Why you keep missing the opportunity

We all want out big break. That event that will cause our life to set sail with a constant, steady and friendly breeze and to relieve the stagnation of sitting on the sandbank watching other people living the life we want.

Well, if you’re like me, you already found it but you were too obtuse to realise that you found it. You keep if-ing and but-ing about it. You still want to try this and that, even though your gut is telling you that this and that ain’t it.

There’s a cat that sleeps on my porch and he’s very scared of people. If he’s known you a year, you feed him every day and you let him saunter into your house and let him pee on your carpet, you can pet him. And that’s only before you’ve fed him.

When I have food in my hand, he’ll sniff everywhere on my hand, sniff the food, sniff everywhere else, then sniff the food again and then eat it. However, if he sees me put food in his dish, he knows there’s food. And a lot of us are like that. If we don’t get our food in our little dish, if we don’t get food in the way we expect it or if we are wary of why our food is not where we expect it, we just sniff around wondering where’s the grub? We may starve.

What if the opportunities we want are already here? And if they’re here, why can’t we find them?

Louis Pasteur once said, “Chance favors only the prepared mind.” Meaning, these serendipitous breaks that we’re waiting for don’t come to just anyone, nor are they really luck. But because you’ve kept your attention on a particular goal, your mind is primed to see things that another with a less initiated mind would miss, overlook or reject.

It’s similar to the Eureka moment. Archimedes had been doing the math but had hit a snag. When he saw displacement happen before his eyes as he dipped into the tub, he solved how to gauge the volume of irregular objects. Thousands of others would dip into a tub that very day and not gain the answer Archimedes did.

Therefore, in order to see and seize the opportunities we want, we have to immerse ourselves in things that are relevant to what we want. If you want to be a writer, you have to write just as if you wanted to be a swimmer, it would be in your best interest to go to a pool. Environment is crucial.

Moreover, it isn’t enough to just get a typewriter or go to a pool. You need to learn how to do it properly. You need a teacher, instructor or even a mentor to show you the ropes, to help you avoid the pitfalls and to show you how to get out of the pits with said ropes.

A lot of us don’t want the help though. We want to figure it out on our own. I can’t blame them. I did the same thing for some stuff but if you can even find someone to journey with you, that makes it more fun and it reinforces the goal. But two people walking a path with half a map (at best)… hmm… I think eventually you’re going to need a teacher.

I’m studying screenwriting after years of doing it on my own and trying to get something at least optioned. I couldn’t take rejection well. I didn’t like the run-around I got between sponsors and networks. It caused me to rethink my approach. With more failure comes more experience and my approach has changed several times just over the last year.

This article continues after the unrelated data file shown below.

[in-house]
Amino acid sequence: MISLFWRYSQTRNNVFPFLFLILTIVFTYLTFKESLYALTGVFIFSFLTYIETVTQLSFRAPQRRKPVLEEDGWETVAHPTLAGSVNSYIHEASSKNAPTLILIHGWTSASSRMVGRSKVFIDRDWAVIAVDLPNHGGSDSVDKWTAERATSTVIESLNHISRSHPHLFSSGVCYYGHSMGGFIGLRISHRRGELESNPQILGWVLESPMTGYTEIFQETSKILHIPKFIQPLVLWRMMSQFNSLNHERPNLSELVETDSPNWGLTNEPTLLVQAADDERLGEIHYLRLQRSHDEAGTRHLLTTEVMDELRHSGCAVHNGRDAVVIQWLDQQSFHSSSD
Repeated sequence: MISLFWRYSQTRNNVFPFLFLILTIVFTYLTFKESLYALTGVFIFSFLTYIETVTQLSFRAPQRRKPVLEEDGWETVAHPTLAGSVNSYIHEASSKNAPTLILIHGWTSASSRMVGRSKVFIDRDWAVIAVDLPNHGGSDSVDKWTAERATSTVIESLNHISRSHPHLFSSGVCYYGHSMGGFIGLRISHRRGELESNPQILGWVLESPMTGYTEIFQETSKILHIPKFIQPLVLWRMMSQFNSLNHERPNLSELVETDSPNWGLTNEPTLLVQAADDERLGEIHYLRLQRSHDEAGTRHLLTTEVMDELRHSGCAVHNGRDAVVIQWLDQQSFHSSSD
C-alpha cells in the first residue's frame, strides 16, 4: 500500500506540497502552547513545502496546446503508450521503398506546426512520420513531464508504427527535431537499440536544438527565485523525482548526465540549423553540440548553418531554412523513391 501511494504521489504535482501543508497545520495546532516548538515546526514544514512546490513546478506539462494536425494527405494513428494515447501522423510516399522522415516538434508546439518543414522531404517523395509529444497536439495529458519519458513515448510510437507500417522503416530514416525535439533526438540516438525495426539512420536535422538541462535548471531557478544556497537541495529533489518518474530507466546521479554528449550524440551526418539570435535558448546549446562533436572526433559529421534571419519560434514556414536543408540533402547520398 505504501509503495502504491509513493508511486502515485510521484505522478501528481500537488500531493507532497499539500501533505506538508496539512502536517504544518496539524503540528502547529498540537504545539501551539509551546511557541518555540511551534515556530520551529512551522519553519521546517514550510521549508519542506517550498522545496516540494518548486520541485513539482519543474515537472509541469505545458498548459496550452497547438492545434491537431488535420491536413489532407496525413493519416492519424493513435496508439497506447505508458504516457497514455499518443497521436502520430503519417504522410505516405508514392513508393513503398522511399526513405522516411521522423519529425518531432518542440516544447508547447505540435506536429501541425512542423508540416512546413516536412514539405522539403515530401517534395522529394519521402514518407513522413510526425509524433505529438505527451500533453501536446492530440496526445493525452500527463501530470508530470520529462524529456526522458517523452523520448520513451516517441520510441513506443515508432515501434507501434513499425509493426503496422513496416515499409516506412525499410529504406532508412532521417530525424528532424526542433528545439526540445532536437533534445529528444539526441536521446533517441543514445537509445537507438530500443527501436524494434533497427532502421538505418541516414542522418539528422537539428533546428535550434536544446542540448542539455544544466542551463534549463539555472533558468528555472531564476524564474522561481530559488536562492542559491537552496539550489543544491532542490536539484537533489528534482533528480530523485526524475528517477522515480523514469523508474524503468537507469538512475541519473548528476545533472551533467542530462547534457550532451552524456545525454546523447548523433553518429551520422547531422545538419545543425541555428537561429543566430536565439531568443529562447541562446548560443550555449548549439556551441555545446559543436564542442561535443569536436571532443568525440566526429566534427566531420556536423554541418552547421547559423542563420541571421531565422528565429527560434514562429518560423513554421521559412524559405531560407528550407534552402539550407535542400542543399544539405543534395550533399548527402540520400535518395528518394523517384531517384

However, this is good. I’m not really changing my vision. I’m actually realizing my vision was too small and some potential avenues were more like cul-de-sacs. In being in the right environment as I mentioned before and seeing how you need to grow and think in order to achieve, you either pull up or shut up.

I low-key might also be trying to play it small and safe. Guess I’ll reread this one day and flip that I knew this but didn’t actually know it.

But there’s one last caveat I want to add about why you miss opportunities. You miss opportunities because you limit the scope of what is possible because you don’t think you’re good enough or it’s too good to be true or it’s too easy.

As a result, we go after what makes us nervous. We confuse ourselves by thinking it’s an opportunity to grow and that it’s good for us. Yeah, it might be. But it might not get you any closer to what you really want. Hell, it may even hinder it.

Don’t think this just applies to work stuff. It applies to relationships too. Butterflies in your stomach has been thought to be a sign of attraction but let’s face it, if I have butterflies learning how to swim for the first time, it’s because I’m afraid of drowning. Why would a potential relationship be different? The anxiety is trying to tell you something (something other than that they’re cute).

But such is our socialization.

Why not shoot for the things that are exactly what you want? Why do you have to go around your desire? It’s because you don’t think you can get what you want. That may be hard to hear, but again, if you’re like me, it might be true. So many people work jobs they hate because that’s what they saw everyone else doing.

Such is our socialization. We have to look within and pay attention to how we feel about the things we want. Sometimes we don’t think we’re good enough, so naturally, when the opportunity presents itself, we think, “Oh, I’ll let somebody else get that one. That might be too much for me.” Then we rationalize it by saying we don’t have the experience or the training to soothe the pain of walking away from a promising opportunity.

Other times it’s just straight sabotage, but it’s about baby steps. We fail forward. We will miss opportunities. We have missed opportunities. We may very well miss more, but eventually we’ll jump on one of these boats and set sail.

We have to undo the programming that prevents us from having the experiences we desire for ourselves. The first step is to be aware that maybe the opportunity is here; we just need to hone in on it.

Former Edu. Psychologist | Current Writer | Constant Learner | “By your stumbling the world is perfected.”

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